The Muller-Lyer Illusion Demonstrating How Parts of the Mind Work in Isolation to Other Parts

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The human mind contains areas, or compartments, that perform specific mental tasks. For example one compartment is used to understand language, another to perceive smell. Some of these compartments are isolated from other parts of the brain. They work on their own, not influenced to goings on elsewhere.

This working in isolation is illustrated by the below common optical illusion, called a Muller-Lyer illusion. Look at the two horizontal lines.

The lines appear to be of different lengths. However they are the same length. Measure them with a ruler to prove this to yourself. It is a part of your mind that incorrectly perceives the lines to be of different lengths.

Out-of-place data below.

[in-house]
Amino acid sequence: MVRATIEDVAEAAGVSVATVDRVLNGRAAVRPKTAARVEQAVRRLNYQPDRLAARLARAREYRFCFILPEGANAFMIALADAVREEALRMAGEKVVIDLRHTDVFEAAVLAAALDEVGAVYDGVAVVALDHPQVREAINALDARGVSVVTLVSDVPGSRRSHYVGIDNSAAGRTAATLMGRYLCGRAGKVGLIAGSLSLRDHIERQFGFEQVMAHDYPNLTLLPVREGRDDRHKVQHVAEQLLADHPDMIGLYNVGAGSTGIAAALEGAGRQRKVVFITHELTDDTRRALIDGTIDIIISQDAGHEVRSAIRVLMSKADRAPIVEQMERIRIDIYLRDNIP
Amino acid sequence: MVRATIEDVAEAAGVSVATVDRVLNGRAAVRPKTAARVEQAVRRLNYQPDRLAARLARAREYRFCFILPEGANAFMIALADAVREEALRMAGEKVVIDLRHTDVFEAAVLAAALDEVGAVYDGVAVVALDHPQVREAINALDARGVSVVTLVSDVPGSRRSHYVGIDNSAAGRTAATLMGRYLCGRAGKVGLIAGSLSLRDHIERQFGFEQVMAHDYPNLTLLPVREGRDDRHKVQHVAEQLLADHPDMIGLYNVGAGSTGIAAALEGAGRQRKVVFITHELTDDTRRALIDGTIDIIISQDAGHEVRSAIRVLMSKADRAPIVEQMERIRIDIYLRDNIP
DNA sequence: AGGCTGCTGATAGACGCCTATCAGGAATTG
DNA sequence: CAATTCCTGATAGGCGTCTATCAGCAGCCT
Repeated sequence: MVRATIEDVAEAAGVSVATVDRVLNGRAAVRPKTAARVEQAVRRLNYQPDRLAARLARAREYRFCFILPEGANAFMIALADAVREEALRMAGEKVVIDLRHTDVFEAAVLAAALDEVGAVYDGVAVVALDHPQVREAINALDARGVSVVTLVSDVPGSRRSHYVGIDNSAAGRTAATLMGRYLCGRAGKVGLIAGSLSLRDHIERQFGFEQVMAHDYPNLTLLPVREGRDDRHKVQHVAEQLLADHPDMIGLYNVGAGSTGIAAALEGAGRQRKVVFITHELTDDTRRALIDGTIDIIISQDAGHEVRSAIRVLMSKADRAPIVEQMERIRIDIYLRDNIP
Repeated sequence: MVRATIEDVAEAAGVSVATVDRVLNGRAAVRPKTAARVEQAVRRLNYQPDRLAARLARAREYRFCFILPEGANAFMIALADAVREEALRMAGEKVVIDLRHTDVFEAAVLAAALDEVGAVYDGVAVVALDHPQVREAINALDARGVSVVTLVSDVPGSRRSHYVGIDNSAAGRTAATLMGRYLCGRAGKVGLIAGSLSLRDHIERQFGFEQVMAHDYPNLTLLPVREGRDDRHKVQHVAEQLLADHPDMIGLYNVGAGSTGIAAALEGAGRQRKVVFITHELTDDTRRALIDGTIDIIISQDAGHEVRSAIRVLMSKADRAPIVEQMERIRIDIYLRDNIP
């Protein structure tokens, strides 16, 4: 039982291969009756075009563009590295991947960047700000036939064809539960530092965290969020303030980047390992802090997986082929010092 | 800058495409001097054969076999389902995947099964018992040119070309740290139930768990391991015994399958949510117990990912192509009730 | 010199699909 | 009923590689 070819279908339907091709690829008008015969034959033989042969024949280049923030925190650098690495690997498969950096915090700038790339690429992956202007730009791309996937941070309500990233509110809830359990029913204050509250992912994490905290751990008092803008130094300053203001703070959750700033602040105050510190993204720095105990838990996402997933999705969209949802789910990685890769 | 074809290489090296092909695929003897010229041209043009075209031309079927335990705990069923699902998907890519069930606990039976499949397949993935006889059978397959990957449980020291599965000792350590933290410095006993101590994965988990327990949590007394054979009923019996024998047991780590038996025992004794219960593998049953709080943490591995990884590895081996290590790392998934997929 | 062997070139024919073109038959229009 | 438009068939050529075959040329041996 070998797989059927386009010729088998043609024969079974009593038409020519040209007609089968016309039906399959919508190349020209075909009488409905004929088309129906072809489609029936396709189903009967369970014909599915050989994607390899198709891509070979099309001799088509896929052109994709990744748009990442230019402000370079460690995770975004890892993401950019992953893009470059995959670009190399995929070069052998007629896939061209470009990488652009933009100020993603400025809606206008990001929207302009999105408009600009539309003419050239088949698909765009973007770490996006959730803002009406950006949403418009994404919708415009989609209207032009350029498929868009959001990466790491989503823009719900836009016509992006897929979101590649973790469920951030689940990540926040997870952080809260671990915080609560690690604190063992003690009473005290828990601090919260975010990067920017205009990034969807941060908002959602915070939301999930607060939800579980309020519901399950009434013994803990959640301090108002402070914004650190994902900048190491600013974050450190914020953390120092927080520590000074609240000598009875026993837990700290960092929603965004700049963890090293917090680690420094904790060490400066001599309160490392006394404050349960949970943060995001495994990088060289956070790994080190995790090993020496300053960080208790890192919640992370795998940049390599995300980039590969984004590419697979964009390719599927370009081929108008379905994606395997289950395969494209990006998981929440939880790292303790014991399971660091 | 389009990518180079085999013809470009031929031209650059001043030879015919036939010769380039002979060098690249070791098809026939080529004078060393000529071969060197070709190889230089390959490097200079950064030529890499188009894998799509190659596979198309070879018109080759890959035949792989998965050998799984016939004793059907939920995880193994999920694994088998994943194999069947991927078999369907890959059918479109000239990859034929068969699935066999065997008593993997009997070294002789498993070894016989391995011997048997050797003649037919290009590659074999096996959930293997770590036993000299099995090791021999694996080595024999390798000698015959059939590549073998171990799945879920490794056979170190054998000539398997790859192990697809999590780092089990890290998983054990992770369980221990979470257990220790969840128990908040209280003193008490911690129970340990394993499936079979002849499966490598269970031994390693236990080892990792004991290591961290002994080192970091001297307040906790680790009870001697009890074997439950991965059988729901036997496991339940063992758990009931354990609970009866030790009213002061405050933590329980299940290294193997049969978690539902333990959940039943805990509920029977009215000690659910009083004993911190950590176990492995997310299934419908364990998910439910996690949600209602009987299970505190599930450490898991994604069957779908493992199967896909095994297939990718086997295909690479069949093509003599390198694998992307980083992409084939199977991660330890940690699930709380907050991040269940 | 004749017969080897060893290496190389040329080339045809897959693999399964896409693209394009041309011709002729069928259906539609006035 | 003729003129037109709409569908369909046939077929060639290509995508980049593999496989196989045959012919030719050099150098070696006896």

The key here is not the erroneous perception itself. The key is that even after the viewer knows the lengths are identical, the lines still appear of different lengths. Even after the viewer measures the lines and agrees 100 percent that the lines are of identical lengths, the illusion still exists to this viewer.

This shows that the part of the mind that makes this perception of the lines works in isolation, unaffected even by your conscious knowledge that the lines are of identical lengths. If the part of the mind that creates the perception was influenced by your conscious knowledge, the misperception would dissapear once you discovered the lines were the same length.

Muller Lyer illusion is real life:The center vertival lines appear of different lengths, though they are equal. Without the illusion being pointed out, the error goes unnoticed in daily life.